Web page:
Nepalese demonstrators shout slogans with lighted torches as they begin a rally called by Communist Party of Nepal-Maoist, in Kathmandu, Nepal, Monday, April 6, 2015 (Photo: AP)
Stone-throwing Nepali opposition protesters led by Maoists clashed with police in the capital on Tuesday as they enforced a three-day nationwide shutdown of schools, business and transport in the latest violence to mar talks over a new constitution.
Police in helmets and carrying shields fired tear gas to stop protesters attacking vehicles near the prime minister's office, police official Kamal Singh Bam said. The protesters burnt a taxi after dousing it with petrol.
The impoverished Himalayan nation wedged between India and China emerged in 2006 from a civil war led by the Maoists that left 17,000 dead. It abolished the monarchy in 2008.
Politicians have missed several deadlines to agree on a new charter for the fledgling republic, and turmoil has increased in recent months. At least two activists were injured in Tuesday's clashes, a protest organiser said.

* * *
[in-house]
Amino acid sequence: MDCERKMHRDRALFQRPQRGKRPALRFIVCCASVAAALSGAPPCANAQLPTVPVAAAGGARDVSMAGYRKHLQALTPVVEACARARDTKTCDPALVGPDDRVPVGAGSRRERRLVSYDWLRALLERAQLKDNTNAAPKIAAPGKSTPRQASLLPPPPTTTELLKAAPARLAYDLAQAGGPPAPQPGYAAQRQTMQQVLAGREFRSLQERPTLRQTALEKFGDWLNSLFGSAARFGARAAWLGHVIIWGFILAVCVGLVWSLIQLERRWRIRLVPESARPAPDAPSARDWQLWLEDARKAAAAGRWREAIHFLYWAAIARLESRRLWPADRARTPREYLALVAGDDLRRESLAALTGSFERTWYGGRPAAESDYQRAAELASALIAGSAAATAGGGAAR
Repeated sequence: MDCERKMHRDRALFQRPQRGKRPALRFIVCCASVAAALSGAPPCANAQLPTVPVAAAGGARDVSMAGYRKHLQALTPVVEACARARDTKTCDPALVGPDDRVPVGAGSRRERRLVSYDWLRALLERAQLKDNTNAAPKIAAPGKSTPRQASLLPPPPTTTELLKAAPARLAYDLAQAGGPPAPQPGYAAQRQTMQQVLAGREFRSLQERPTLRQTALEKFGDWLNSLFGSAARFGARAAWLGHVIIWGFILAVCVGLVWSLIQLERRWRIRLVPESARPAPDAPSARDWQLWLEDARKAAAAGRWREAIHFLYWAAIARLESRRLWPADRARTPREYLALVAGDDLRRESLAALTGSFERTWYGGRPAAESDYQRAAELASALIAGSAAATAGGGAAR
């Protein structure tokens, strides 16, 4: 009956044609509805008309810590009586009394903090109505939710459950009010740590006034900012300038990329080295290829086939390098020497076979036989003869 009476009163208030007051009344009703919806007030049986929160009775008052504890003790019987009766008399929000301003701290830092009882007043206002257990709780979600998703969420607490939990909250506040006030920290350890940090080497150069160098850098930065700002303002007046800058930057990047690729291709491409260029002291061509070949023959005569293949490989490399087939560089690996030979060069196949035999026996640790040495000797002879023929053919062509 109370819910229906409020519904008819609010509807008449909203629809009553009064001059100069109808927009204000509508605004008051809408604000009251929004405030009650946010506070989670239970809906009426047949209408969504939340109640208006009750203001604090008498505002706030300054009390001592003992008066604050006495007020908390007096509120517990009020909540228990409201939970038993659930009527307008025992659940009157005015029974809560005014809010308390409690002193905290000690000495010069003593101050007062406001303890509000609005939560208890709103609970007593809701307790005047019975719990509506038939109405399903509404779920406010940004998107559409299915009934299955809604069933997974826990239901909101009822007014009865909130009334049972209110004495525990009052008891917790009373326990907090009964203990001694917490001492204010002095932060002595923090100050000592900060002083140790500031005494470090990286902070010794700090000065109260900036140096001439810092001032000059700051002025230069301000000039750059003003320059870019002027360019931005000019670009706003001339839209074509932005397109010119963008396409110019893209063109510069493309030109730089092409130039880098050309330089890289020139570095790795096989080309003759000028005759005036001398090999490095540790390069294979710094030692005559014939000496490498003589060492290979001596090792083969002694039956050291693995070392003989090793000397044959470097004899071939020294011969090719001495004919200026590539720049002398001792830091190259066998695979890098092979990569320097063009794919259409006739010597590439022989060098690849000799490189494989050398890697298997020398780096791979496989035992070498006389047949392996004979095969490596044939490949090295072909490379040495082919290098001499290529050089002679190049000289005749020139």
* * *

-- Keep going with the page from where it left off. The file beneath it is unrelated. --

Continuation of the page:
An opposition front led by Maoist former rebels sponsored the biggest nationwide shutdown in five years to press the coalition government to seek consensus on the first republican constitution, seen as vital to ending instability.
"The strike is to exert pressure on the government that has not listened to our demands in negotiations," Maoist leader Dinanath Sharma said.
From dawn, opposition activists waving red hammer and sickle flags fanned across Kathmandu to enforce the strike. Elsewhere, activists threw stones and damaged half a dozen vehicles but no serious injuries were reported, Bam said. Two dozen protesters were detained.
Pashupati Murarka, of the Federation of the Nepalese Chambers of Commerce and Industry (FNCCI), said one day of shutdown caused losses worth $20 million and would scare away tourists and investors and deny work to thousands of daily wage earners.
"I am sick of the strike," said Dipak Adhikari, a government employee who had to walk 8 km (five miles) to work. "I think it only adds people's hatred towards the organisers."